Gut check time for an entire city arrives at 5:25 tomorrow night. I have this gut feeling that the Bears are gonna take the field with something to prove and lay some wood to the Colts. It has nothing to do with disrespect from the media, or playing the underdog card, and everything with just wanting to be a champion. All it took for me to truly believe was looking at the photo of Lovie Smith and Tony Dungy posing with the Lombardi Trophy yesterday. Dungy was all smiles and "It's a blessing to be here", while the look on Lovie's face was all business. It was the look of a shark that smells blood in the water and is waiting for the right moment to go for the kill.
All I've heard this week from both fans and front runners is, "Daaaaaaaaa Bears", and if I didn't know otherwise, I would have thought the guy sitting next to me on the train on Tuesday morning went to trade school straight out of high school, and wasn't an MBA. But that phrase - "Daaaaaaaaa Bears" - and everything associated with it is ill-fitting for this particular squad. This team seems more likely to trick its way to victory than outright pummel its opponents. it's not a work ethic in line with what we're accustomed to as fans of the Chicago Bears. It's almost as though some of us are waiting for the letdown, so we can run back to the form-fitting bosom of the 1985 squad, and nuzzle away the heartbreak that might not even come.
We fans of Chicago sports teams live in the past, there's no doubt. We have the memories of elephants. I might not be able to tell you my sister's birthday, but I know what play the Bears ran for Walter Payton to break Jim Brown's all-time rushing mark. Cubs fans can still remember with clarity the '69, '84, and '03 teams that fell just short, but added to the "lovable loser" aura. We were blessed with seeing two versions of Michael Jordan's greatness: the gravity-defying alpha male bravely clearing trees in the paint en route to three NBA titles, and the wiser floor general with the wicked fade away jumper who knew when to let Scottie, Dennis, and Toni cut loose, and a second three peat. The 2K5 White Sox will be forever known as the team that came out of nowhere to forever claim diamond bragging rights in the ongoing sectarian cultural struggle for the south side. Most of all, the '85 Bears will be forever known as one of the most dominating football teams ever. Those memories are the most vivid of all, as though they were washed in a delicate cycle with all temperature Cheer, hand formed, lightly pressed, and left for special occasions.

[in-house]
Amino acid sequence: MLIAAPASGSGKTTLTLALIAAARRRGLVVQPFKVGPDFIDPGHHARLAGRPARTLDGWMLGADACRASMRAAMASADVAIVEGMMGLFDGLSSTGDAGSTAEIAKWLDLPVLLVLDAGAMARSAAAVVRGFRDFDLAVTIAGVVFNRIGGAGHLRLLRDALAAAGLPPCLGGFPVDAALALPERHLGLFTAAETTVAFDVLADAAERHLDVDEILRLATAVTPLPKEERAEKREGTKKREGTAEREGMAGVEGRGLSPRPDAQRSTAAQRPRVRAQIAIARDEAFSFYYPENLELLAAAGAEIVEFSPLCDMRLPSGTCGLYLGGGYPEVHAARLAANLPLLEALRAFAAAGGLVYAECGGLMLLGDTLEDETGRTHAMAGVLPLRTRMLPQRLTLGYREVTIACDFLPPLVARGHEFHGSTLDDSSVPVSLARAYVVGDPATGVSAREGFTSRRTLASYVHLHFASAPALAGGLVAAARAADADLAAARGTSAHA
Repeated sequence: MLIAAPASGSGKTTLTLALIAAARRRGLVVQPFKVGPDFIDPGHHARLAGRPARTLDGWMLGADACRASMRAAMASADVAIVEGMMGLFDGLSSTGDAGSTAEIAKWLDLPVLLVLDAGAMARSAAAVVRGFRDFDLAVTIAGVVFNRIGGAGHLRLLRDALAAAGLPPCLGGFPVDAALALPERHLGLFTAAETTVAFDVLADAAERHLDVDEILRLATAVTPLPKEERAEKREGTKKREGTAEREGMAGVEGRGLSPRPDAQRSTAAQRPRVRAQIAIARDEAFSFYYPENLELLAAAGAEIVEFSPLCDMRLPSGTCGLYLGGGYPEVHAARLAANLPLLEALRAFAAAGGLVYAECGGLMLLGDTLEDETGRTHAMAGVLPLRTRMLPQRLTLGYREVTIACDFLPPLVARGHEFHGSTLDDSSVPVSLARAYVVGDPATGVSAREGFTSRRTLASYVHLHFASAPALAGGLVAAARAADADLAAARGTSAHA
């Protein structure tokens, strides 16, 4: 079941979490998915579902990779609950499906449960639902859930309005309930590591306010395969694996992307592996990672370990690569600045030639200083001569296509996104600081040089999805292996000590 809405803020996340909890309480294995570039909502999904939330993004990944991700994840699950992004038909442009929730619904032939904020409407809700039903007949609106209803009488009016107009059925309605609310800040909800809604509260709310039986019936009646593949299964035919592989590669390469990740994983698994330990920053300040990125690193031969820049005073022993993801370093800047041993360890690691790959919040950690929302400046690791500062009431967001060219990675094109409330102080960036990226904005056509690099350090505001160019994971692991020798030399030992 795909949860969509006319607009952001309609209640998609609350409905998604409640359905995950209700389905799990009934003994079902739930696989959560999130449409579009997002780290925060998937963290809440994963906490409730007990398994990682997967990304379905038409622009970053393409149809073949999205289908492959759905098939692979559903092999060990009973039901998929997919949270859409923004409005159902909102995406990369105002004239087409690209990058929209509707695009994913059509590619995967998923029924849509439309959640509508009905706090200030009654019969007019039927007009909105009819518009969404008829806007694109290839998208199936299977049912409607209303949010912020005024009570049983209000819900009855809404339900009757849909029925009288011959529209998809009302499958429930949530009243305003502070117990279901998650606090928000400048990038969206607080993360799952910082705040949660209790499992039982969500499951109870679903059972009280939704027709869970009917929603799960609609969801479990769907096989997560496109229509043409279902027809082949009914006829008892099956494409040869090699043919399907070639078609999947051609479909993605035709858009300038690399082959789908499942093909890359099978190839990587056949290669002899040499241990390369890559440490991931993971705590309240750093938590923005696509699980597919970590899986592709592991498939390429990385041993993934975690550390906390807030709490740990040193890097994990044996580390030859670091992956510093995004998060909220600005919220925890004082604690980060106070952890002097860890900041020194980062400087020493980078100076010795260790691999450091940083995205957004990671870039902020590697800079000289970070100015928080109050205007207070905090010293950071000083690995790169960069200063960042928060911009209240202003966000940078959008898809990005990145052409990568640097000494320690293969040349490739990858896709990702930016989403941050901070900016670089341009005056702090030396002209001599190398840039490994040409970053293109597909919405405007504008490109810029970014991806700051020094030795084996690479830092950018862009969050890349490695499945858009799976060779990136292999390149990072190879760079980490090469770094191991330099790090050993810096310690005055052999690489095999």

They were the flash in the pan that should have been so much more, and that's the main reason why I can't stand them. I'm not alone in that rationale. They had the talent to win three, maybe four, Super Bowls in a row. But once they finally climbed the mountain, they lost the desire. Or, as Mel Brooks succinctly put it, "It's good to be the king." It sure is, until you're dethroned. Don't believe it? Then consider that the '86 Bears defense, under Vince Tobin's guidance, surrendered less points than the crew that terrorized New Orleans during Super Bowl XX. Or that they went 14-2 in the post-title campaign, only to have Washington hand their collective ass to them in the playoffs.